Yesterday it occurred to me that my family actually bought a house during the crisis, sometime around May 2008. (We don’t actually live in that house anymore.) I was around twelve when we moved into that house, and I don’t recall ever hearing about financial difficulties within our family or struggles regarding the house; we actually made a number of improvements to the house, painting it, putting new floors in, new counters, etc. I don’t think I even knew there was an economic crisis going on. Thinking about it today, I wondered why my family was so unaffected by the crisis, so I called my dad to ask him about it.
One of the first things my dad said was that he wouldn’t get himself into a bad deal. When I asked about the mortgage, my dad brought up adjustable loan rates, which Michael Lewis in The Big Short pointed out as a major factor in people being unable to repay their loans. Rather than facing a ‘teaser rate’, as Lewis called it, my dad had a fixed rate loan on the house. My dad said, “You’re just a gambler if you [take out an adjustable loan].”
Of course, my dad has the advantage of an education, having a graduate degree in math, and having English as his first language. There wasn’t the possibility of him being tricked like the woman interviewed in Inside Job who spoke Spanish and practically no English. And as Lewis would put it, a buyer like my dad isn’t someone the banks were looking to “harvest.” My dad also mentioned he took out his loans through the government, which I thought was interesting. I don’t know anything about federal loans, but from what I read in The Big Short, it seemed like all the bad mortgage loans were coming from the banks themselves.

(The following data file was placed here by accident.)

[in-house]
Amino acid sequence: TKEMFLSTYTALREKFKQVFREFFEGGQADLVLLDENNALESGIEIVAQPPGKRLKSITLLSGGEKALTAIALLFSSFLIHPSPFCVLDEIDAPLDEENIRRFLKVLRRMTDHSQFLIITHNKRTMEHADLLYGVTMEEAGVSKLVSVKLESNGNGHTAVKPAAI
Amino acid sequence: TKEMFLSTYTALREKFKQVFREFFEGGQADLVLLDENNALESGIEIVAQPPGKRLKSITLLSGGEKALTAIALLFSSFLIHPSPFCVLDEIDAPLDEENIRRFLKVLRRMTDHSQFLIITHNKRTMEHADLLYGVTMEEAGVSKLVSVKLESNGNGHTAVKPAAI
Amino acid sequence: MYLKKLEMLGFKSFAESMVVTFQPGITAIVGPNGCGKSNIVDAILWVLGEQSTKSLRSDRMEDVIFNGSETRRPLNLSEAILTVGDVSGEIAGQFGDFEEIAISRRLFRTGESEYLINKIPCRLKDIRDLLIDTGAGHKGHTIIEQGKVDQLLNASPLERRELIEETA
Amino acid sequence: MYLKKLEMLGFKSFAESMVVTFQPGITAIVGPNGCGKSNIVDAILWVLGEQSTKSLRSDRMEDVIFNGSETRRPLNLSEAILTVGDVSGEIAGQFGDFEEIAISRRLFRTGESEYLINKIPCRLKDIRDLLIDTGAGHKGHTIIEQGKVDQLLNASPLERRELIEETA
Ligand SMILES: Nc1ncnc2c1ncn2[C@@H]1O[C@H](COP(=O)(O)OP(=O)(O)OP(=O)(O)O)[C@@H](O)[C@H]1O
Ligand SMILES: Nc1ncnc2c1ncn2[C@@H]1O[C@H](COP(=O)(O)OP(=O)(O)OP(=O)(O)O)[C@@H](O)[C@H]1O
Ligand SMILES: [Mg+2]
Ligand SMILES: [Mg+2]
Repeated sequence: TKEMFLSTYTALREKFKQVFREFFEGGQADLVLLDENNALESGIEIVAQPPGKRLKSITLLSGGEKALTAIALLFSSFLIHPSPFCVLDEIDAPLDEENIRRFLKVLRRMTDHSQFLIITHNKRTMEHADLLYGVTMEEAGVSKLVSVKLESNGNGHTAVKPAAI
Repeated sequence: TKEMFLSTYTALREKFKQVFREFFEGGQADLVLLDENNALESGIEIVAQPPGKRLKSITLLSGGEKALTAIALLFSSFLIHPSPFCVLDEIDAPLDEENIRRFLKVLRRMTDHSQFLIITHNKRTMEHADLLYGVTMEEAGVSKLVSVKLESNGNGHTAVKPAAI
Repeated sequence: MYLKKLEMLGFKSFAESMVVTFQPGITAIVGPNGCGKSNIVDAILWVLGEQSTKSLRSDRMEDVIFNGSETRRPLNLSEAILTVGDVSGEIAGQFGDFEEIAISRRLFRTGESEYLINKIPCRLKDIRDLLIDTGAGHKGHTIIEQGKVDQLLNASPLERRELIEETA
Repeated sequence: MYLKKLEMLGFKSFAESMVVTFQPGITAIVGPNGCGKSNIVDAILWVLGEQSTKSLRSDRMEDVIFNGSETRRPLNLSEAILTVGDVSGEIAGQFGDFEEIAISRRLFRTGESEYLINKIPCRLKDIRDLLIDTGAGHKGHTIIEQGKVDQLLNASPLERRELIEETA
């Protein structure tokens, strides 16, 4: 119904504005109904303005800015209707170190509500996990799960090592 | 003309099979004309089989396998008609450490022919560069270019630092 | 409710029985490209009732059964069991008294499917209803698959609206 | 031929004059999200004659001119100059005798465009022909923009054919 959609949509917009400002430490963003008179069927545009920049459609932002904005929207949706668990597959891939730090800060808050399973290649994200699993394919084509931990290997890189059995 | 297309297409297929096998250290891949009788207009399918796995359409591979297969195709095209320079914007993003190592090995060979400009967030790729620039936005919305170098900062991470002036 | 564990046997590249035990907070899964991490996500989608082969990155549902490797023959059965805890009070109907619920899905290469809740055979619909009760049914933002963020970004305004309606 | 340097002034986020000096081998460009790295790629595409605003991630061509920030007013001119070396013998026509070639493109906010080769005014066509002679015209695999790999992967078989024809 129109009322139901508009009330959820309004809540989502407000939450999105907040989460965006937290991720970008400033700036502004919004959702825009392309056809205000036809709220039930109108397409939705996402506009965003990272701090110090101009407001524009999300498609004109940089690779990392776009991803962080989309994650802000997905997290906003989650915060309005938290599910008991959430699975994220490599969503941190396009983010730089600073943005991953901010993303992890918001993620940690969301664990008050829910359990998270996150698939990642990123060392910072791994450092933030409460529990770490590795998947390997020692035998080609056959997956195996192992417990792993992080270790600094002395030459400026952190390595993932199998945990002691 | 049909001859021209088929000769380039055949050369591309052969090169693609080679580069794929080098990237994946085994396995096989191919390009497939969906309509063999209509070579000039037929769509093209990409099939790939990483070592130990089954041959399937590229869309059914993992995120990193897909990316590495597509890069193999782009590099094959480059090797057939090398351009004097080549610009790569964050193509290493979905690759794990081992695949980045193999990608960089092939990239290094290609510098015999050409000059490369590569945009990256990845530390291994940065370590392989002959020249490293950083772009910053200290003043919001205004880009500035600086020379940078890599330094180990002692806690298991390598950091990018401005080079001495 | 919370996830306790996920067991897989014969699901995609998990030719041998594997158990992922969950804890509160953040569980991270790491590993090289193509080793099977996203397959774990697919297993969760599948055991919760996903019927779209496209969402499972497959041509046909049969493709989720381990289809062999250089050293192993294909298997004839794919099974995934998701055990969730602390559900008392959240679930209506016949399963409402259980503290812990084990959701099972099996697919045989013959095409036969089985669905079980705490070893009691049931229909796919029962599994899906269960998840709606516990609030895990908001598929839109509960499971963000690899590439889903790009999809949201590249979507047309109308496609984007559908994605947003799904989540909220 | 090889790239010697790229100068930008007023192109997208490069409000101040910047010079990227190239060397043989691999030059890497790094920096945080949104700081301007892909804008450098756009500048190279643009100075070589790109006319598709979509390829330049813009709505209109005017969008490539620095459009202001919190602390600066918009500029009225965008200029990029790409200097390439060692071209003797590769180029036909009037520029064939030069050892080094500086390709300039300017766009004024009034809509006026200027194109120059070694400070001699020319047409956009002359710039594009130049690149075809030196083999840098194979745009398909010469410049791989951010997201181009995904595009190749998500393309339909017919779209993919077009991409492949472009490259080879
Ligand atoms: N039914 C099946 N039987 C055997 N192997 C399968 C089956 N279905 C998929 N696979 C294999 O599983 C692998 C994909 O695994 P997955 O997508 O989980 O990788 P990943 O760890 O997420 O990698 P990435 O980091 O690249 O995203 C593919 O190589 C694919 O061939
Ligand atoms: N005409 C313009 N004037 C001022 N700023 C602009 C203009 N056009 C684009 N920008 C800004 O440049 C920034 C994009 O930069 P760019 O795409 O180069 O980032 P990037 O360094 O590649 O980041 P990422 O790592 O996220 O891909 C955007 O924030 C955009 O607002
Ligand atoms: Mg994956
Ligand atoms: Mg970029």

Another thing my dad brought up is that he has a credit score of 800 and has never had more than very small credit cards debts. This is another difference between my dad and the people being given bad loans; Lewis points out that many people also seemed to have good credit scores, but that they were “thin-file” scores because they hadn’t actually bought much of anything. My dad’s score actually has a history behind it.
My dad worked as an actuary in the nineties, which entails, as he put it, “taking the past to project into the future” regarding insurance rates. (I’ve probably asked my dad dozens of times what an actuary does and I still don’t really understand.) I asked him if being an actuary exposed him in some way to the financial crisis, but he said that the only way he knew anything was happening was through the news. Nobody in his circle of friends and family seemed to be effected either. My dad works as a teacher now, and I asked if being a teacher helped shield him against the crisis. He agreed, because “teaching is a stable profession” and “people’s taxes pay for my salary.” Besides already being tenured when the crisis happened, his position is protected by a union and teachers don’t really have to worry about cuts (at least in his district) because taxes are always coming in. My dad also pointed out that we were upsizing from our previous house, and had sold it for more than we bought it for. So, in conclusion, all these factors combined to keep the Gears family relatively stable during the financial crisis.